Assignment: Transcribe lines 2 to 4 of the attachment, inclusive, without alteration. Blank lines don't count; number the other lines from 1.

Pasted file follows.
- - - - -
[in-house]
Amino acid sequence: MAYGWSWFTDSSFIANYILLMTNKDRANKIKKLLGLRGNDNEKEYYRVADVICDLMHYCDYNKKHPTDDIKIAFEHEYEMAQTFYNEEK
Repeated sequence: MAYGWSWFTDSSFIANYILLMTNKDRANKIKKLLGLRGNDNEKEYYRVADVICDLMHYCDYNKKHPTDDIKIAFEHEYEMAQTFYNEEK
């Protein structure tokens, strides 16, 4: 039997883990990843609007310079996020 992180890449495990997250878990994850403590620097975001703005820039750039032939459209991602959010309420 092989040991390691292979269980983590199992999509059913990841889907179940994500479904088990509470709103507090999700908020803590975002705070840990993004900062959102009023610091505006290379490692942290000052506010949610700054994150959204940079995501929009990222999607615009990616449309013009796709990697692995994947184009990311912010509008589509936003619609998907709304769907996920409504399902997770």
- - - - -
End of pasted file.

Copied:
Amino acid sequence: MAYGWSWFTDSSFIANYILLMTNKDRANKIKKLLGLRGNDNEKEYYRVADVICDLMHYCDYNKKHPTDDIKIAFEHEYEMAQTFYNEEK
Repeated sequence: MAYGWSWFTDSSFIANYILLMTNKDRANKIKKLLGLRGNDNEKEYYRVADVICDLMHYCDYNKKHPTDDIKIAFEHEYEMAQTFYNEEK
């Protein structure tokens, strides 16, 4: 039997883990990843609007310079996020 992180890449495990997250878990994850403590620097975001703005820039750039032939459209991602959010309420 092989040991390691292979269980983590199992999509059913990841889907179940994500479904088990509470709103507090999700908020803590975002705070840990993004900062959102009023610091505006290379490692942290000052506010949610700054994150959204940079995501929009990222999607615009990616449309013009796709990697692995994947184009990311912010509008589509936003619609998907709304769907996920409504399902997770």